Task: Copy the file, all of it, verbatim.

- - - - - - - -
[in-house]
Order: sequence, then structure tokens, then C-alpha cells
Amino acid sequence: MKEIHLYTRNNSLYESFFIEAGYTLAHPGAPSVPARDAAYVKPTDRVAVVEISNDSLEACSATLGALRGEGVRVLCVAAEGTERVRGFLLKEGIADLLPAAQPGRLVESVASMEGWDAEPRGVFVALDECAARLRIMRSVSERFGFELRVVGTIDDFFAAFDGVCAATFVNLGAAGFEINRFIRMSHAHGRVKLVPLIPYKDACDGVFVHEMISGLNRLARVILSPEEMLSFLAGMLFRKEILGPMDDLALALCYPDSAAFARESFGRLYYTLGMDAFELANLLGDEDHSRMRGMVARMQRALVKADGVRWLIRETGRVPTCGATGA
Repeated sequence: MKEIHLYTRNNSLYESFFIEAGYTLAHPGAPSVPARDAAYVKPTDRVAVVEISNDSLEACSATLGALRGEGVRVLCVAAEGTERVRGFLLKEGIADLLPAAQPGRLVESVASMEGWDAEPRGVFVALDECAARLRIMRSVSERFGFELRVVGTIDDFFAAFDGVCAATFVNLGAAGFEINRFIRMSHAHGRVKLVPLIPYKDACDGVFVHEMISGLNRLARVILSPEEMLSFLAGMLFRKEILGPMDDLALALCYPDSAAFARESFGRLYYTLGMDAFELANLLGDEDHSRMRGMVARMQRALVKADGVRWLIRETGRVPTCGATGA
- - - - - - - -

[in-house]
Order: sequence, then structure tokens, then C-alpha cells
Amino acid sequence: MKEIHLYTRNNSLYESFFIEAGYTLAHPGAPSVPARDAAYVKPTDRVAVVEISNDSLEACSATLGALRGEGVRVLCVAAEGTERVRGFLLKEGIADLLPAAQPGRLVESVASMEGWDAEPRGVFVALDECAARLRIMRSVSERFGFELRVVGTIDDFFAAFDGVCAATFVNLGAAGFEINRFIRMSHAHGRVKLVPLIPYKDACDGVFVHEMISGLNRLARVILSPEEMLSFLAGMLFRKEILGPMDDLALALCYPDSAAFARESFGRLYYTLGMDAFELANLLGDEDHSRMRGMVARMQRALVKADGVRWLIRETGRVPTCGATGA
Repeated sequence: MKEIHLYTRNNSLYESFFIEAGYTLAHPGAPSVPARDAAYVKPTDRVAVVEISNDSLEACSATLGALRGEGVRVLCVAAEGTERVRGFLLKEGIADLLPAAQPGRLVESVASMEGWDAEPRGVFVALDECAARLRIMRSVSERFGFELRVVGTIDDFFAAFDGVCAATFVNLGAAGFEINRFIRMSHAHGRVKLVPLIPYKDACDGVFVHEMISGLNRLARVILSPEEMLSFLAGMLFRKEILGPMDDLALALCYPDSAAFARESFGRLYYTLGMDAFELANLLGDEDHSRMRGMVARMQRALVKADGVRWLIRETGRVPTCGATGA